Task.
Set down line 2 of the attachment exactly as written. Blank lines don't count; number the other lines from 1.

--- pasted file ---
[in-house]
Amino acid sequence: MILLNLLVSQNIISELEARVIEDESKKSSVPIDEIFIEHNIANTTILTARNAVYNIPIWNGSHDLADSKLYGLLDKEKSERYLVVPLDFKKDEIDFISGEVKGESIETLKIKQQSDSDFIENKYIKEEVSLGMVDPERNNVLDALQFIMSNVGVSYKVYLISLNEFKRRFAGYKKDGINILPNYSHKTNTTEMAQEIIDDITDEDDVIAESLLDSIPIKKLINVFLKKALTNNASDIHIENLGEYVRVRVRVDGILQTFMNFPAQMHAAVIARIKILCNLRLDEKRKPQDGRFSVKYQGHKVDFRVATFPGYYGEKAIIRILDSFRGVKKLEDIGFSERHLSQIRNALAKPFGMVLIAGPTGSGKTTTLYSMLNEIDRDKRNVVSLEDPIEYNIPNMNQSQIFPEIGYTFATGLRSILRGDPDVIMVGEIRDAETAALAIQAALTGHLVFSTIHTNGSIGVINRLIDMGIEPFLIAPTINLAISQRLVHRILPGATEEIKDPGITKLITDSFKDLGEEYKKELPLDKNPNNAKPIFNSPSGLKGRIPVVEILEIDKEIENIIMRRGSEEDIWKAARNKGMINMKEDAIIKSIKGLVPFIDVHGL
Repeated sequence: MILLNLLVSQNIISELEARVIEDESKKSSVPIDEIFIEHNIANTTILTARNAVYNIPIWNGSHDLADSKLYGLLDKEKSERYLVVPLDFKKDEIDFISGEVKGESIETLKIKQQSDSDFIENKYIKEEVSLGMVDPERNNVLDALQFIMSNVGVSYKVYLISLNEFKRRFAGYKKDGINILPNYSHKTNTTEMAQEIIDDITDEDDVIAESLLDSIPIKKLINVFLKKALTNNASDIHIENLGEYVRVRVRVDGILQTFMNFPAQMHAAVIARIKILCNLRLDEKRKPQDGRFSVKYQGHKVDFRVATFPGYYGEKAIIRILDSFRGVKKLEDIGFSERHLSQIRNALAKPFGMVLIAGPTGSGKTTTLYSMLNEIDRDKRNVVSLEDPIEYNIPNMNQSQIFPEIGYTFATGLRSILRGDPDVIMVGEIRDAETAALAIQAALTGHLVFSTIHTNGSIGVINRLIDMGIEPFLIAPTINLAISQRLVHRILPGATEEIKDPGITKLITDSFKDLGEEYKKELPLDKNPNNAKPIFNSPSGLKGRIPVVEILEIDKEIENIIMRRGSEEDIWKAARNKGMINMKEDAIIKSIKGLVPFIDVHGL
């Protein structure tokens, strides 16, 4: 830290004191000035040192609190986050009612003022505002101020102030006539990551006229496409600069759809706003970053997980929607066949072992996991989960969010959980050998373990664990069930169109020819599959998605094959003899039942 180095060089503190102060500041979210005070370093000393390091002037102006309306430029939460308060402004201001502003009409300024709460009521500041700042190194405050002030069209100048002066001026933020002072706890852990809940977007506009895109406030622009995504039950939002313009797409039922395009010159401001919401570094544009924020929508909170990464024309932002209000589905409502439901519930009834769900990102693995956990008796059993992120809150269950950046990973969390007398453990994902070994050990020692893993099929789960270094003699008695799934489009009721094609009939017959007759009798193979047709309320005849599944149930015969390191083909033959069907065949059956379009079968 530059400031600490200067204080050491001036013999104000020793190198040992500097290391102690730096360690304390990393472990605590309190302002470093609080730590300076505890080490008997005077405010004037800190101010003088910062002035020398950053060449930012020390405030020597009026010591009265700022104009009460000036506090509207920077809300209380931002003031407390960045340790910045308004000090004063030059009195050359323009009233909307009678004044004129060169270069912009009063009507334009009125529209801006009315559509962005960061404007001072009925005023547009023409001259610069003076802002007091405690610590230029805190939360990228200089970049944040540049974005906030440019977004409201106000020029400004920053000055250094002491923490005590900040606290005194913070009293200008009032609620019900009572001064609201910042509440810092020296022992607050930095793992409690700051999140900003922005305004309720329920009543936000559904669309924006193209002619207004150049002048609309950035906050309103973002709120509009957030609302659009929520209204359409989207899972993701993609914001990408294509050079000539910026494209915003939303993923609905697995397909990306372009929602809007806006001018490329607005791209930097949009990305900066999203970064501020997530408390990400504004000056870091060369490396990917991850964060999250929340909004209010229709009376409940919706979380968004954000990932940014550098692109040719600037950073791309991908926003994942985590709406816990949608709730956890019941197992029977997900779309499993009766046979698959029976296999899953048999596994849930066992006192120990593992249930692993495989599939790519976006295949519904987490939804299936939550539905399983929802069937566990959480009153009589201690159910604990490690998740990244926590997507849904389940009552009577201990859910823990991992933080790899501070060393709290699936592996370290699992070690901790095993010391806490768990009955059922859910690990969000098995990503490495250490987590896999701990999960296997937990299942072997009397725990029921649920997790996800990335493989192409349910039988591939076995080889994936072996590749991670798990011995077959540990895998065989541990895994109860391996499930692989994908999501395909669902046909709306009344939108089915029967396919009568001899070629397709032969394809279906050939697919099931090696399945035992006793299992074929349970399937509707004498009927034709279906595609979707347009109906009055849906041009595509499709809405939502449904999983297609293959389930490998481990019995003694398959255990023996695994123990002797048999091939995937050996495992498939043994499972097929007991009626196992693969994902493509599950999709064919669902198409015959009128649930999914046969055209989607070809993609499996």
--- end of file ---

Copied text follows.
Amino acid sequence: MILLNLLVSQNIISELEARVIEDESKKSSVPIDEIFIEHNIANTTILTARNAVYNIPIWNGSHDLADSKLYGLLDKEKSERYLVVPLDFKKDEIDFISGEVKGESIETLKIKQQSDSDFIENKYIKEEVSLGMVDPERNNVLDALQFIMSNVGVSYKVYLISLNEFKRRFAGYKKDGINILPNYSHKTNTTEMAQEIIDDITDEDDVIAESLLDSIPIKKLINVFLKKALTNNASDIHIENLGEYVRVRVRVDGILQTFMNFPAQMHAAVIARIKILCNLRLDEKRKPQDGRFSVKYQGHKVDFRVATFPGYYGEKAIIRILDSFRGVKKLEDIGFSERHLSQIRNALAKPFGMVLIAGPTGSGKTTTLYSMLNEIDRDKRNVVSLEDPIEYNIPNMNQSQIFPEIGYTFATGLRSILRGDPDVIMVGEIRDAETAALAIQAALTGHLVFSTIHTNGSIGVINRLIDMGIEPFLIAPTINLAISQRLVHRILPGATEEIKDPGITKLITDSFKDLGEEYKKELPLDKNPNNAKPIFNSPSGLKGRIPVVEILEIDKEIENIIMRRGSEEDIWKAARNKGMINMKEDAIIKSIKGLVPFIDVHGL